Jewish World Review Dec. 7, 1999 /28 Kislev, 5760
In Amherst, Mass., a liberal college town, the Amherst Regional High School planned to perform "West Side Story'' as the spring play. That was before parents and students got into the act to protest the play as demeaning to Puerto Ricans. About 140 of the 1,400 students at Amherst High are Hispanic, and most of those are Puerto Ricans.
The 1957 musical, written by Leonard Bernstein and based on Shakespeare's "Romeo and Juliet,'' was, the last time I looked, about tragic love. Instead of the Capulets and Montagues, the protagonists are linked to Puerto Rican and Italian gangs, but the result is the same. When power and pettiness combine with violence and stupidity, tragedy follows and innocent lovers are sacrificed.
A school administration that capitulates in the face of an absurd misreading and misinterpretation of the drama is not only spineless but derelict in its teaching duties.
"Huckleberry Finn'' is frequently the target of know-nothing readers who mistake courage for racism. In Fairfax County, Va., one of the most prosperous suburbs in the nation, several parents regurgitated age-old nonsense that Mark Twain's depiction of the black slave Jim is "offensive.'' So students get a choice. If they don't want to read the Mark Twain classic, they can read "Incidents in the Life of a Slave Girl,'' which ought to offend them more because it depicts the hideous details of the brutality of slavery. But since the author is black this is supposed to make the message more palatable.
An NAACP chapter in Pennsylvania demands that Huck be banished from the classroom. You might think they would want Huck to be required reading, to show how far Mark Twain, as a white literary man, could rise above his culture's prejudices in exposing dehumanizing racism.
Even more important for kids is to understand the complexity of character and the shades of satirical meaning that can provide them the critical skills of literary and cultural understanding. If the NAACP folks can't see that, they ought to find a classroom where they can read the novel with the help of a discerning teacher.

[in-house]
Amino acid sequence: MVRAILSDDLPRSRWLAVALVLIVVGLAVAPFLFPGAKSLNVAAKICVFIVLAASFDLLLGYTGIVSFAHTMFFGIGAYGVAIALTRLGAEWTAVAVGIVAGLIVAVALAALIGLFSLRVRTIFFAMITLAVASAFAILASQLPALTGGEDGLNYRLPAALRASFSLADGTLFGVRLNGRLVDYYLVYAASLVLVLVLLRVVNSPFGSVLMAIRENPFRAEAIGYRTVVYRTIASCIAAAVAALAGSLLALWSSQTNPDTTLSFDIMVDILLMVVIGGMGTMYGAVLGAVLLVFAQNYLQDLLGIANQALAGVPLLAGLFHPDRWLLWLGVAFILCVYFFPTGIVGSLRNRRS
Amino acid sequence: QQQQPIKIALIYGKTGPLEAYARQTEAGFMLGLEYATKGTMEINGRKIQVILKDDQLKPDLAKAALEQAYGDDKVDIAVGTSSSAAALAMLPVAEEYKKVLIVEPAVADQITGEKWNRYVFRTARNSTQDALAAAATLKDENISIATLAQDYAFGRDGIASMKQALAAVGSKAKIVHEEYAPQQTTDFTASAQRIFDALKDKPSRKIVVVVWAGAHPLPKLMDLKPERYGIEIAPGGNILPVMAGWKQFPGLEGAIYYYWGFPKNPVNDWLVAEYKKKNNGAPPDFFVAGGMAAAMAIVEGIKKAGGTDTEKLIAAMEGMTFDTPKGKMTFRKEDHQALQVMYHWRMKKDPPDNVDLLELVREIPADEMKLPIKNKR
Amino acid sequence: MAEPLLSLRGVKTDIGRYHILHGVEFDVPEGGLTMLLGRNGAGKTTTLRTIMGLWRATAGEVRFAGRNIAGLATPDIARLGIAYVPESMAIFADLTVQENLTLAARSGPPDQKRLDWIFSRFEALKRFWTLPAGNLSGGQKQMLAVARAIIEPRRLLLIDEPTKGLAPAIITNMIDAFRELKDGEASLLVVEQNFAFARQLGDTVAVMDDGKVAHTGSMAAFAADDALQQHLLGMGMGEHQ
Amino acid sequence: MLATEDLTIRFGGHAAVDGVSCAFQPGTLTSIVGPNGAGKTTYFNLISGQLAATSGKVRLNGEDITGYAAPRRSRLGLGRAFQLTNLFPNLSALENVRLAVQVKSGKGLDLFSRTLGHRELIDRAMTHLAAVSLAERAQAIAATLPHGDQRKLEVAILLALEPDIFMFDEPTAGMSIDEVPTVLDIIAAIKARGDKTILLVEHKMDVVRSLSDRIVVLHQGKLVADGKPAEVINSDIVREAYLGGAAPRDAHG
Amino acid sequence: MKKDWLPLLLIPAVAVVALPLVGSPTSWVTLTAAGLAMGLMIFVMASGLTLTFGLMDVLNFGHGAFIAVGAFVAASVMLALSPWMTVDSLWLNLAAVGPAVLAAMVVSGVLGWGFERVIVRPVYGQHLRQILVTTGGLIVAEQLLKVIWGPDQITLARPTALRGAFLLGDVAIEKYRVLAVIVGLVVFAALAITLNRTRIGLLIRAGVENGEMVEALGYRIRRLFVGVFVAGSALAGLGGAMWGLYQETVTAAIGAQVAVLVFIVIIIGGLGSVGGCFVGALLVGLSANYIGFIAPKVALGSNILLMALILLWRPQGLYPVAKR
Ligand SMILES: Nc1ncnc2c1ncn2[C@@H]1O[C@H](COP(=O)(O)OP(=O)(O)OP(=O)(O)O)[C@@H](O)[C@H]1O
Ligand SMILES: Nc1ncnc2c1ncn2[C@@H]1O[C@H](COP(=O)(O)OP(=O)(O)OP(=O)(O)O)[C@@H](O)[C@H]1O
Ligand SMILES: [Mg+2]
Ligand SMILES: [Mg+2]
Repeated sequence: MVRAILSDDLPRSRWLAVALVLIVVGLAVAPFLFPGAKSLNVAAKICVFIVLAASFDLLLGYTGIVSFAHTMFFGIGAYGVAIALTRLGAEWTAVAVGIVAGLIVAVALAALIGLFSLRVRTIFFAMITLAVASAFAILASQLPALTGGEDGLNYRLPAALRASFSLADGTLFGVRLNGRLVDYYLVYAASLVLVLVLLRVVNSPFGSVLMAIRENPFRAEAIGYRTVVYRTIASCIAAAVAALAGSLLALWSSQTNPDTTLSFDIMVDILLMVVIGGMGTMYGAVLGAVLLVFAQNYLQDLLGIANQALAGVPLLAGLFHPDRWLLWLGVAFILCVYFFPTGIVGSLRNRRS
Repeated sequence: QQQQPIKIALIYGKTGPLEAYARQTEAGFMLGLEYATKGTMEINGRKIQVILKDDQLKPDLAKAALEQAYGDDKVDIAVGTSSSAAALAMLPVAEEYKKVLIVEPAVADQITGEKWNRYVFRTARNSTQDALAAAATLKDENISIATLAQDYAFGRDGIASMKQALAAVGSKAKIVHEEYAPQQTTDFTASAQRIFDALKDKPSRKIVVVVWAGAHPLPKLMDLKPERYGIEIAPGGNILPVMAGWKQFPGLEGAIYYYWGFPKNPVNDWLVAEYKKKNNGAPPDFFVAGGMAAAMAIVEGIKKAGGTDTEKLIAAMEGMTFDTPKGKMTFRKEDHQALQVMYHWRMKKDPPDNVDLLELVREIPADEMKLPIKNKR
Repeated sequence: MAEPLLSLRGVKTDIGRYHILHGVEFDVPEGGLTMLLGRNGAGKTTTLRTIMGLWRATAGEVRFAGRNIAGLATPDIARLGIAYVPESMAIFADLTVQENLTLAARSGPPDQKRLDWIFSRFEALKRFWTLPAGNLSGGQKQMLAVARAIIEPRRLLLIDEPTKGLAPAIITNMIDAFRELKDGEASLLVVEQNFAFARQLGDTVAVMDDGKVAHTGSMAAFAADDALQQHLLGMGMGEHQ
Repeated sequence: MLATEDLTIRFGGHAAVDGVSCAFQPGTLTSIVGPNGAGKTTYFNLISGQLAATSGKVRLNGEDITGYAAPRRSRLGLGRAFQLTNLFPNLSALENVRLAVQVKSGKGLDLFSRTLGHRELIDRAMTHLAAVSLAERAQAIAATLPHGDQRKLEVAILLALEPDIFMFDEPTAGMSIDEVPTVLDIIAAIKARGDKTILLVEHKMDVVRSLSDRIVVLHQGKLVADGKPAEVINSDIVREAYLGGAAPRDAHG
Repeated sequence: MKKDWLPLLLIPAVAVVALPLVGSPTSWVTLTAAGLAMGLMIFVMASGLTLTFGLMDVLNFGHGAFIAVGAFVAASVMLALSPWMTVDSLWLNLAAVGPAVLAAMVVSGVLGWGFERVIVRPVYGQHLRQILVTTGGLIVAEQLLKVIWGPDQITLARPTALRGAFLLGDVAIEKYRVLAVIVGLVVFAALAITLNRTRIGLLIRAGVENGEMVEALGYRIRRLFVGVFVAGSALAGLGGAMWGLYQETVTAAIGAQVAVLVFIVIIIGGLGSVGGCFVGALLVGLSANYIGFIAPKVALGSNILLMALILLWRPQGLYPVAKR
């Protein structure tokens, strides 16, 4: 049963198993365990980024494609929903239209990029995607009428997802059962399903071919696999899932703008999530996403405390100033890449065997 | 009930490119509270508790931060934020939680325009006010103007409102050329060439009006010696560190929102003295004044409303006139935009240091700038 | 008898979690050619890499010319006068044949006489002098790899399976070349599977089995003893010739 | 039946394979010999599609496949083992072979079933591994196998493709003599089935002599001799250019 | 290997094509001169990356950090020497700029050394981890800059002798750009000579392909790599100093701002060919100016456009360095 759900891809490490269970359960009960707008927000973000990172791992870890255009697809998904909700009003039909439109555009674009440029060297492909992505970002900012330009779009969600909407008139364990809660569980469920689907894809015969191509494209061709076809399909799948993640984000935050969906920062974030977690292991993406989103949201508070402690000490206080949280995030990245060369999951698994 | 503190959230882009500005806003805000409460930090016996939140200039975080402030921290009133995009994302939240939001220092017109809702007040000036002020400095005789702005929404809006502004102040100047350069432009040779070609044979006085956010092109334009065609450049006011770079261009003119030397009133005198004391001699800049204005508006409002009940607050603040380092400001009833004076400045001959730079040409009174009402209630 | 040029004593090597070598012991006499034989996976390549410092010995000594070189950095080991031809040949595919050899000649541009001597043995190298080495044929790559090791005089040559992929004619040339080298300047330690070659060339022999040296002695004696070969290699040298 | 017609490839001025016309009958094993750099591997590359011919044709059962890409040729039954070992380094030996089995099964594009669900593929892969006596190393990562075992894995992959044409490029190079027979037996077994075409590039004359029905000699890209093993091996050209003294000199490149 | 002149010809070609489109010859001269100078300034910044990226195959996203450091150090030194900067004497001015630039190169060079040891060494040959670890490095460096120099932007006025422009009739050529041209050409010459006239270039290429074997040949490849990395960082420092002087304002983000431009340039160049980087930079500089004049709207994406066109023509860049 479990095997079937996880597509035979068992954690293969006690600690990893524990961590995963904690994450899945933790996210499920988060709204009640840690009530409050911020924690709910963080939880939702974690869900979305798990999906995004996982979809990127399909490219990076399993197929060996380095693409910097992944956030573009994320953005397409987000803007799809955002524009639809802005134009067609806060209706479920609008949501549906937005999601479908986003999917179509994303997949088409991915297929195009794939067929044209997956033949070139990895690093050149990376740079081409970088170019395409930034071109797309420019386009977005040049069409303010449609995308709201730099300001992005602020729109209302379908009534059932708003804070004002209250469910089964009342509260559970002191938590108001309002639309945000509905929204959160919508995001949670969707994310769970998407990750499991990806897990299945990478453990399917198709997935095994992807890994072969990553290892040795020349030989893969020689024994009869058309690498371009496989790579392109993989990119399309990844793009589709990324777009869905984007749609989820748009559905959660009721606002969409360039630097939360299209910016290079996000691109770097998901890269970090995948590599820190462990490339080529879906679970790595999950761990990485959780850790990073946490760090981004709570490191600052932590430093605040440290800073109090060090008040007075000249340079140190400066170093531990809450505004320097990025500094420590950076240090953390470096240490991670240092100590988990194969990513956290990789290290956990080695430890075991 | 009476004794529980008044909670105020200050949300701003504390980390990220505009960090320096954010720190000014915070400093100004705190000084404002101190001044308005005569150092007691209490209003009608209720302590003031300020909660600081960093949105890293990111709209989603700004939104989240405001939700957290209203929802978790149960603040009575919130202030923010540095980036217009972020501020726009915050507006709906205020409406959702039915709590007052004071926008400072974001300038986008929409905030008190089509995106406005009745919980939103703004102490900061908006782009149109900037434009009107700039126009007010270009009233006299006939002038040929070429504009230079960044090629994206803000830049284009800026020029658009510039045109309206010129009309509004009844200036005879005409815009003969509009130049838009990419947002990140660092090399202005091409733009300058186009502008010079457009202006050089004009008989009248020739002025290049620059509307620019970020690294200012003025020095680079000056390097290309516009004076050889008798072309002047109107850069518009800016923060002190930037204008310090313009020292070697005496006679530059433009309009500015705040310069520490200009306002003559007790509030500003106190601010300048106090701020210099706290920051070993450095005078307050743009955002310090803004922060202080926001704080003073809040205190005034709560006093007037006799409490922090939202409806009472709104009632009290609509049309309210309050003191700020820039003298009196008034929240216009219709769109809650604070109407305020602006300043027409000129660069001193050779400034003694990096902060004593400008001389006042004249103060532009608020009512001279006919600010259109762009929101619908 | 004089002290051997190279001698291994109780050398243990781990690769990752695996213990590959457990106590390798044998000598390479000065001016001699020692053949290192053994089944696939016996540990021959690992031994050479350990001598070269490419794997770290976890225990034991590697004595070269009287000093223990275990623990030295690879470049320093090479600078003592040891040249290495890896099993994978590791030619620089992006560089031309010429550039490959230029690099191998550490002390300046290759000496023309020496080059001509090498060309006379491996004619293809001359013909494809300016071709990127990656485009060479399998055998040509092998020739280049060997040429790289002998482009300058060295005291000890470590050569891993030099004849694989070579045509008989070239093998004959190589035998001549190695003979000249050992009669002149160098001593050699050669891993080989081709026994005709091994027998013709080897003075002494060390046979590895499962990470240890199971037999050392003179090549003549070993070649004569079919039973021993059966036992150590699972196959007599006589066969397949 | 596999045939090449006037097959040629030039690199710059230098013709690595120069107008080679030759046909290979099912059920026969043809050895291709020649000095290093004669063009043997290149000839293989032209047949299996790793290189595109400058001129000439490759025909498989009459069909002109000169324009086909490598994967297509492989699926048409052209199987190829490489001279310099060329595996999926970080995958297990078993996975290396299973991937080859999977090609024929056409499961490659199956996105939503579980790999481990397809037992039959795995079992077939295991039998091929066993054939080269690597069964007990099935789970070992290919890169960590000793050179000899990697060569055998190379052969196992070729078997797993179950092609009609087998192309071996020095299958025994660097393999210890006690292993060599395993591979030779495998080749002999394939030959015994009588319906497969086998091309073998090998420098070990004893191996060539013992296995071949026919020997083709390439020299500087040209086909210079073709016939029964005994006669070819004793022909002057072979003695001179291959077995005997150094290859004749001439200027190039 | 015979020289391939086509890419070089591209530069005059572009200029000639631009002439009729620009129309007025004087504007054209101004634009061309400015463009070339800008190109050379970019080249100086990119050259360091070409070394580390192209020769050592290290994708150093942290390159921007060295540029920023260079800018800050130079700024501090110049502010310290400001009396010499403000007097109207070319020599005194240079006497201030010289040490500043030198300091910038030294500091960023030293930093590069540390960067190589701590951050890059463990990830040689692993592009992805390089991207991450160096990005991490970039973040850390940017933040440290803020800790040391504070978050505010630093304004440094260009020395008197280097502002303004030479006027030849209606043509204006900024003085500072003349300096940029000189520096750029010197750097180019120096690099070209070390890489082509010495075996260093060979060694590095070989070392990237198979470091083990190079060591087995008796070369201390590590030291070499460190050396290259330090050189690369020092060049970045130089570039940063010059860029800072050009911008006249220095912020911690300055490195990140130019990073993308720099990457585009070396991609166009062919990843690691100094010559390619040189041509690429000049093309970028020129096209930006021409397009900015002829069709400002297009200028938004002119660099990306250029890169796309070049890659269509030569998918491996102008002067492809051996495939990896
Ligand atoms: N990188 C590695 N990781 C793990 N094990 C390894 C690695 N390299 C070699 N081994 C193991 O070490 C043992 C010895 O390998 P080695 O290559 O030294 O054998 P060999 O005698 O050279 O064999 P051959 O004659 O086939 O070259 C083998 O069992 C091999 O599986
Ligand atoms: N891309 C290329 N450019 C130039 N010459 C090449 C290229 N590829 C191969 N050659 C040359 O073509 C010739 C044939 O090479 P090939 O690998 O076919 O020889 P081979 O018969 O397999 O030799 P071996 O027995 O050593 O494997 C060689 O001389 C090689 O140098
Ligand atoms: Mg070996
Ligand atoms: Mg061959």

"Harry Potter and the Sorcerer's Stone,'' and the two other Harry Potter books by J.K. Rowling that have crossed the ocean from England, are bestsellers for children (and adults). But a few fundamentalist Christians have made them a focus of classroom controversy.
In Columbia, S.C., several Christian parents asked the state board of education to order teachers to quit reading the stories to children. Elizabeth Lindsey, whose daughter is in the third grade in Highlands Ranch, Colo., wants the books out of the classroom because "they make evil fun.'' She objects to the "witchcraft'' and promises to file a formal accusation that the Douglas County school board promotes the religion of witches over traditional faith. Karen Jo Gounaud, president of Family Friendly Libraries in Springfield, Va., complains that the Potter stories encourage the theology of Wicca, an esoteric neo-pagan belief which enjoys tax-exempt status as a religion.
"Everyone is a witch or a warlock,'' she says. "They're casting spells, drinking blood.'' If her view prevails, we'll have to blue-pencil the three witches from "Macbeth.'' And who says drinking blood is cool, anyway.
Chuck Colson, a prominent Christian preacher with a fundamental Gospel message, disagrees with the critics of Harry Potter. Harry and his friends, Chuck Colson says, "develop courage, loyalty and a willingness to sacrifice for one another. ... Not bad lessons in a self-centered world.''
The Harry Potter books fire the imagination with enchanting appeals to fantasy. Teachers say that children who showed little interest in reading can't wait to turn the pages.
Stories are wonderful ways for children to expand their universe, test ideas, discover complex issues without having to act them out. We sell them short if we think they're incapable of understanding moral points of view. Those who think "West Side Story'' and "Huck Finn'' appeal to prejudice are themselves locked in their own narrow prejudices. Like Harry Potter, characters on stage and in novels must often confront human evil. Unlike Harry Potter, they can't always triumph over it. That's an education, too.
The casual censors remind me of Oscar Wilde's jest. "I never read a book I must review,''
he said. "It prejudices you
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